After King Agrippa has heard Paul‘s defense (which seems to have struck a nerve with him – Acts 26:26-28), he tells Festus, “This man could have been set free if he had not appealed to Caesar (v. 32). Perhaps he is faulting Paul’s strategy in appealing to Rome (he knows nothing of the plot against Paul’s life – 25:1-3), or maybe he’s showing some sympathy and lamenting the irony of his situation (i.e., what’s keeping Paul imprisoned is no longer the accusations of others but his own action). Whatever it might be, Paul’s release and freedom now belong to the category of “could have been.”
“Could have been”—these are words that can haunt our lives as they dredge up the dreaded ghost of regret. Regret can be one of the most disabling, destructive forces known to man. When President James Garfield was shot just four months after his inauguration in July of 1881, medicine was without the benefit of x-rays, ultra-sounds and MRI’s. Doctors continually inserted probes and unsterilized fingers into Garfield’s wound an attempt to locate the bullet. Predictably, an infection developed and Garfield died after eighty days of suffering, having lost nearly half his weight. This is what regret can do. It corrosively seeps into our lives leaving us with wounds that for some, perhaps even many, will never to heal. They become irritated and infected by continual probing until they eat away at the soul.
Regret is universal. There’s no way of avoiding it; the most we can do is minimize it through living wisely. But like the common cold, no amount of prevention is enough. Sooner or later we all experience a situation where the outcome is painful. Perhaps we said or did something we shouldn’t have or maybe we failed to do something. Either way, the trap springs and we are pinched by the hinges of regret. It’s not a pleasant feeling.
Neither is facing up to whatever failures we are guilty of but it is an absolute prerequisite in constructively dealing with regret. Regret and denial are symbiotic—as long as we rationalize, minimize, or do anything less than own our failures, regret will continue to darken our days. Only when we expose our failures to the light and seek forgiveness (God’s and whoever we have wronged), can we put ourselves on the path to healing and wholeness.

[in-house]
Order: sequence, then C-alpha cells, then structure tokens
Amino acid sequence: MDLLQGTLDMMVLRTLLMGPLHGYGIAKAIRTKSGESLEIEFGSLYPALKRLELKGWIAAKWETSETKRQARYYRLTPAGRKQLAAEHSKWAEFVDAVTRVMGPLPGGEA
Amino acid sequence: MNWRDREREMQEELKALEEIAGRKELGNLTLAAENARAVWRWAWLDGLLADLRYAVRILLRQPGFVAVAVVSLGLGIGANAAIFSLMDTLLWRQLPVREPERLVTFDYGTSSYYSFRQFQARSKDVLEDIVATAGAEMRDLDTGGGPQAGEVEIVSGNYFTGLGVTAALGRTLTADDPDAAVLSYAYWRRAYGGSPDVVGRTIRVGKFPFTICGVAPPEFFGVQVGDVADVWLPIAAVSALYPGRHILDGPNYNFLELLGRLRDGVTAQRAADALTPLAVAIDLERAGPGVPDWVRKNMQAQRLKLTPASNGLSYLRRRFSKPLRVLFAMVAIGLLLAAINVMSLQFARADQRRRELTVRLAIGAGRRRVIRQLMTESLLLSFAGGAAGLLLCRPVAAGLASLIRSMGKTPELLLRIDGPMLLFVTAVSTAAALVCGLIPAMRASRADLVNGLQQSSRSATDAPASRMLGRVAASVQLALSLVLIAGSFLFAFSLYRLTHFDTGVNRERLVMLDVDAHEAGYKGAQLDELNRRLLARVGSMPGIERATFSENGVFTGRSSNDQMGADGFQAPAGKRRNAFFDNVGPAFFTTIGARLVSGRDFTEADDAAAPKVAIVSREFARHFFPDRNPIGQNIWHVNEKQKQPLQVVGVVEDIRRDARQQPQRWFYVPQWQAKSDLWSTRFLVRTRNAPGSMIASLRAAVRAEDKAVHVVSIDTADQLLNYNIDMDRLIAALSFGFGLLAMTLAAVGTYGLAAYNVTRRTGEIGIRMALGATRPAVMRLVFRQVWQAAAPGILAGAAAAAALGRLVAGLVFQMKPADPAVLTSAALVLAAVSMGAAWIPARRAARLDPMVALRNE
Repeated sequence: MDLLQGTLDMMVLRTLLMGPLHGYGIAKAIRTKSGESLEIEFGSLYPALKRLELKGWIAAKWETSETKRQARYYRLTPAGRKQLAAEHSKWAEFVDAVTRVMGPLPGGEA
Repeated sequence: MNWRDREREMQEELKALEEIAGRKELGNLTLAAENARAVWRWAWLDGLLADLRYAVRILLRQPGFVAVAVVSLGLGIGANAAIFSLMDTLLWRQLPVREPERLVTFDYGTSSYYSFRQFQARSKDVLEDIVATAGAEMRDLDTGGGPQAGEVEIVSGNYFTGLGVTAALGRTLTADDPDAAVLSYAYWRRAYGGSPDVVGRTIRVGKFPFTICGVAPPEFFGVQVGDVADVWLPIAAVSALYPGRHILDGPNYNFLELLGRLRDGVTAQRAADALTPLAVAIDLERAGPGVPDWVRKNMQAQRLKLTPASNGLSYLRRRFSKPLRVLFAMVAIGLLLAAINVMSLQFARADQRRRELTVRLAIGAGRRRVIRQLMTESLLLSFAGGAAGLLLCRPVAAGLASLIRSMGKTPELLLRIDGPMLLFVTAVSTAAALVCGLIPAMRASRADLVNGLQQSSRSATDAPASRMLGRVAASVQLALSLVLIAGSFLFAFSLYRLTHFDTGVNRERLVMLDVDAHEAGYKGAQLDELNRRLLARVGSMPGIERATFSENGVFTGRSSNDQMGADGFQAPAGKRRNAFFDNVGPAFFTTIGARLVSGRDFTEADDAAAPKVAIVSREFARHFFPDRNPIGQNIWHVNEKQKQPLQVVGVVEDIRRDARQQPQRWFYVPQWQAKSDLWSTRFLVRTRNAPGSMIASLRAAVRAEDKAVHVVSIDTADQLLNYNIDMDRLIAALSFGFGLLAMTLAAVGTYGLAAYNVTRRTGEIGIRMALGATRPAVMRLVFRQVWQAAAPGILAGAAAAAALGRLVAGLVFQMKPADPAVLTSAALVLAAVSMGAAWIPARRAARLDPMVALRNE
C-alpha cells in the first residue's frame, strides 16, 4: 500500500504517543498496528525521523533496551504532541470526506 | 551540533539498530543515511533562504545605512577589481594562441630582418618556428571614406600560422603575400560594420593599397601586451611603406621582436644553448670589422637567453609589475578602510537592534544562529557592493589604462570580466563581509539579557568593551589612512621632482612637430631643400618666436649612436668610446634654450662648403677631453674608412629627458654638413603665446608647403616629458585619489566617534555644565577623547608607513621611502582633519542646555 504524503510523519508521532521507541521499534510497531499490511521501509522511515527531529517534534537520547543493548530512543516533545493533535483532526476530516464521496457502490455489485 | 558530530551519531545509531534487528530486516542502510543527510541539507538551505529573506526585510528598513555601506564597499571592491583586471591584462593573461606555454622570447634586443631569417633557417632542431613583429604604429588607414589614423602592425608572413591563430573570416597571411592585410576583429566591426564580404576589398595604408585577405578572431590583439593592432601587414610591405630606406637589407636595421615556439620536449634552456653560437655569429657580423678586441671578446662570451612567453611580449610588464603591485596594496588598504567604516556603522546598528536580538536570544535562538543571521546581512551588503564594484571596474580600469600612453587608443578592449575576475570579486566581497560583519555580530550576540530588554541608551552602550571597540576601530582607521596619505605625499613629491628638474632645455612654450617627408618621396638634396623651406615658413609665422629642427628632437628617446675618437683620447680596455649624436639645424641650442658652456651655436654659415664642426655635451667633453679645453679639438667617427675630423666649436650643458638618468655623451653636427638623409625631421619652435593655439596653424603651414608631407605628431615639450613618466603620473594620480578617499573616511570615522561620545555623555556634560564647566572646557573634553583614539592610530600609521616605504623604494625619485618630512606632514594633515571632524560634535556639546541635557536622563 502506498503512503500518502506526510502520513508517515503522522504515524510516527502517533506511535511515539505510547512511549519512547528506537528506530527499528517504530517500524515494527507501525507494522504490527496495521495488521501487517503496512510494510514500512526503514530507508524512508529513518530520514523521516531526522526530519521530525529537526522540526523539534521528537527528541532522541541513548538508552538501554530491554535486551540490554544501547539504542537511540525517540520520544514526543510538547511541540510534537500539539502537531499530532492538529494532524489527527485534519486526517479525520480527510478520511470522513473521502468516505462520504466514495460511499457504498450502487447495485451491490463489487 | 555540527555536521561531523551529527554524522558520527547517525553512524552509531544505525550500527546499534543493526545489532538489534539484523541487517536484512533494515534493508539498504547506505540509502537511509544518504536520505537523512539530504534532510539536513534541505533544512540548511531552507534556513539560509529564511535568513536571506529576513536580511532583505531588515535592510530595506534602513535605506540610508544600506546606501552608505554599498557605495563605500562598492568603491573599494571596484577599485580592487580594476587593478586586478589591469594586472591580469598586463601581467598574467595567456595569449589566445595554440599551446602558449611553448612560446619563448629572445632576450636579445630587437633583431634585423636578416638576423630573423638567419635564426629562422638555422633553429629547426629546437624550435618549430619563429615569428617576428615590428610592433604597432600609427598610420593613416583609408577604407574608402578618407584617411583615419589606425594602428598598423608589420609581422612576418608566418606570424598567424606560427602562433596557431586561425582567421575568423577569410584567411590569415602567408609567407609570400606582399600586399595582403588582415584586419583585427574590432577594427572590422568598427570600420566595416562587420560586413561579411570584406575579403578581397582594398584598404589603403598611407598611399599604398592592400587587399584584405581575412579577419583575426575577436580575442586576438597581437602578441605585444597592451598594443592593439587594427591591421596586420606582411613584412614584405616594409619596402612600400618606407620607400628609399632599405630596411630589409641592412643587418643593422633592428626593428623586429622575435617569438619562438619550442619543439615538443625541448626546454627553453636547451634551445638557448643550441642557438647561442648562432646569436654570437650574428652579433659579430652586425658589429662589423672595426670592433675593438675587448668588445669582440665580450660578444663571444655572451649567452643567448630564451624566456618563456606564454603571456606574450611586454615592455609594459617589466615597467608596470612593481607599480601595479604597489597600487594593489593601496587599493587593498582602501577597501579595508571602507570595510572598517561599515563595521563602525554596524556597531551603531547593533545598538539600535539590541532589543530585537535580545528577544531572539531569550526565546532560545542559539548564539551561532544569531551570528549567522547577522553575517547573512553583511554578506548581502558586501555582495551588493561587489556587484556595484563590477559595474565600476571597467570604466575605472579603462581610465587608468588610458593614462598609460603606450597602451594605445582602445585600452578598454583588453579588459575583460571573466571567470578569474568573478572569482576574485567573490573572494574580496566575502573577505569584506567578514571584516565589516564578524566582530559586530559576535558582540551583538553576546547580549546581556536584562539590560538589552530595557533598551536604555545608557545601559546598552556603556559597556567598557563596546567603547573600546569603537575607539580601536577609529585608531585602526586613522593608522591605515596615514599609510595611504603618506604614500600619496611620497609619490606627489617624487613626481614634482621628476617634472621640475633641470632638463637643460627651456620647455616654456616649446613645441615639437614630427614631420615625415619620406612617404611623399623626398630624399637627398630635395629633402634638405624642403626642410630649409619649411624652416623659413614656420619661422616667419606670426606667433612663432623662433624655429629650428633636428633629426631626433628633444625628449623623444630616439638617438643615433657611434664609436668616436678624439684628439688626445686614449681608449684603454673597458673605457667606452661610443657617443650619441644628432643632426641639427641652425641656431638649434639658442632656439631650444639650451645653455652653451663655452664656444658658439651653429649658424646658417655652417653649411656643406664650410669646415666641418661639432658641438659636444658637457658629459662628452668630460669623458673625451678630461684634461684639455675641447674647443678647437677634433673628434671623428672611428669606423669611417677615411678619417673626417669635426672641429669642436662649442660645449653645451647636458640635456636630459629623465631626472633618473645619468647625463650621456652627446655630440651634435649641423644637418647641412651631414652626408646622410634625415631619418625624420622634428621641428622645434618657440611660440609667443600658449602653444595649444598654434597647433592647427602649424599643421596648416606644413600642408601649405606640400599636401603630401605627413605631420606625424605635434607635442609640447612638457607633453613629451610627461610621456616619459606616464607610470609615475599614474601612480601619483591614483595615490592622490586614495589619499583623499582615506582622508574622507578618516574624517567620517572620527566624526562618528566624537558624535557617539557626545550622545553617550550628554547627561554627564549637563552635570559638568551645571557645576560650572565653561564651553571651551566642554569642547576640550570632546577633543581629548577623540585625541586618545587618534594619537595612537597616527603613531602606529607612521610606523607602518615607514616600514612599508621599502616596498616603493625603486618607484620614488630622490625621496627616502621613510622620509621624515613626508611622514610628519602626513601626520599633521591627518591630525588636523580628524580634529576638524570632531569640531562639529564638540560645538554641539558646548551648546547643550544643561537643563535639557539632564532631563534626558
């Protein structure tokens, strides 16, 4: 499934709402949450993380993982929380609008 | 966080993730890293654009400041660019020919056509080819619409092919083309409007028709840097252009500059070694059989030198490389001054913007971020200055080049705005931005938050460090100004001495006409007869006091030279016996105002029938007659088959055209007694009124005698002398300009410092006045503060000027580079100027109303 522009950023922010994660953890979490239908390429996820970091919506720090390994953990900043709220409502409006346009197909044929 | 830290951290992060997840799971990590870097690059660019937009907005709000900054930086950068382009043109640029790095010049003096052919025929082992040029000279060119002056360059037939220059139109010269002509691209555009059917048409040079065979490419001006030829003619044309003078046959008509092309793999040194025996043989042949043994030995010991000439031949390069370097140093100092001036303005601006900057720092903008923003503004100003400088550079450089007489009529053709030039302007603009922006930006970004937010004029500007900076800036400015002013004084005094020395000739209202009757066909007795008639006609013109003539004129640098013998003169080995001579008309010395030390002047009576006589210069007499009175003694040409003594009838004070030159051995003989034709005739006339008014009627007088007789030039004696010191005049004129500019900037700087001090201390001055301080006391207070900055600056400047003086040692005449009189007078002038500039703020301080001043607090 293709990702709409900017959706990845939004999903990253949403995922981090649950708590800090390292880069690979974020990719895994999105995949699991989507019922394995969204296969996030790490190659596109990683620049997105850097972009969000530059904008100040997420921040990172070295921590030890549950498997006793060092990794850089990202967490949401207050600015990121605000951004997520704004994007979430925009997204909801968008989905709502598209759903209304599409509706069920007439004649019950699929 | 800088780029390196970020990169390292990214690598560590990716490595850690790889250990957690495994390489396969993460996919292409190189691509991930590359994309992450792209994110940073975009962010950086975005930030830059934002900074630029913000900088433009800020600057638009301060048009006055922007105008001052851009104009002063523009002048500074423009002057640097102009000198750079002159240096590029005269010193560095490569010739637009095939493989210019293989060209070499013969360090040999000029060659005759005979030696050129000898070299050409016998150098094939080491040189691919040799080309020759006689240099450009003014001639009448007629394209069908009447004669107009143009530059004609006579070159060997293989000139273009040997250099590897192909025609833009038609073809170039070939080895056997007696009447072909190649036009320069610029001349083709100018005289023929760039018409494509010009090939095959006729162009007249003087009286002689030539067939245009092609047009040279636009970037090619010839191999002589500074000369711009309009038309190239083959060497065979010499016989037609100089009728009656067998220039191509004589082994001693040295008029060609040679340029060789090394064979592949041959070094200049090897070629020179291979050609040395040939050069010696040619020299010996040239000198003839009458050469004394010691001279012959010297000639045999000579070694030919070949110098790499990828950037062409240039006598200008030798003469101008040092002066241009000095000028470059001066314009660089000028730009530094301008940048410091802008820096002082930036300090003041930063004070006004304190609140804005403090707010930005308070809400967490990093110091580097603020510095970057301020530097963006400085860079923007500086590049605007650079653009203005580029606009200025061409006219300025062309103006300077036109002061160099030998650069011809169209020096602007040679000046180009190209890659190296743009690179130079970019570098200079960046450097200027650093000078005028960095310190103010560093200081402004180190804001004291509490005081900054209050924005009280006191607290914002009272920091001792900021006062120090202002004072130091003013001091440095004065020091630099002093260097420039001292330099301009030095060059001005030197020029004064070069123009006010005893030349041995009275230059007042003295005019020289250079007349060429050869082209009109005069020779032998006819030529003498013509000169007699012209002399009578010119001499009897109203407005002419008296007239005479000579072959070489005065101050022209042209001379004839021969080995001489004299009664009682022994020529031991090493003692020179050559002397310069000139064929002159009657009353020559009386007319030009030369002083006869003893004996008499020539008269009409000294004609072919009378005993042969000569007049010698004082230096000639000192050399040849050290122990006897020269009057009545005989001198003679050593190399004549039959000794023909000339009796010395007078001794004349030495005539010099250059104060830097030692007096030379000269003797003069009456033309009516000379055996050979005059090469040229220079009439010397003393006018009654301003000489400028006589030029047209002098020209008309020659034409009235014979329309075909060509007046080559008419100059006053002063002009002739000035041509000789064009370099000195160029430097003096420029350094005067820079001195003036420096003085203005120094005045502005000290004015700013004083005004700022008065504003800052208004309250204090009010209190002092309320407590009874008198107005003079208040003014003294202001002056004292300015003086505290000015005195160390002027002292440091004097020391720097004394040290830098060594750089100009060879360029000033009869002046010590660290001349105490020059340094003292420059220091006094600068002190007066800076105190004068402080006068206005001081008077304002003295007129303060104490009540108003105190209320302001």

Paul’s regret potential was off the charts. He had been involved in terrorizing people he now called brothers and sisters. There probably weren’t many Christian communities in Judea he could go to where he wouldn’t run across someone who had family or friends Paul had persecuted or put to death (26:10). But he owned that as surely as he owned his faith and forgiveness through Christ.
And from there he moved forward (see Philippians 3:13-14 which is written from a different perspective but still applies). Then there’s this from 1 Timothy 1:15-17:
- This is a trustworthy saying that deserves full acceptance: Christ Jesus came into the world to save sinners—of whom I am the worst. But for that very reason I was shown mercy so that in me, the worst of sinners, Christ Jesus might display His immense patience as an example for those who would believe in Him and receive eternal life. Now to the King eternal, immortal, invisible, the only God, be honor and glory for ever and ever. Amen.
Paul accepted that part of the reason he was chosen by God was to be a model showing people that if God could forgive Paul, He can forgive all of us. It’s obvious that Paul took these words quite seriously. Hopefully we do too. It’s instructive that as Paul’s meeting with King Agrippa ends, his only regret is that the king and all who’ve heard him don’t now the peace that he does (Acts 26:29). He’s gone from regretting his life to the regret that gives life.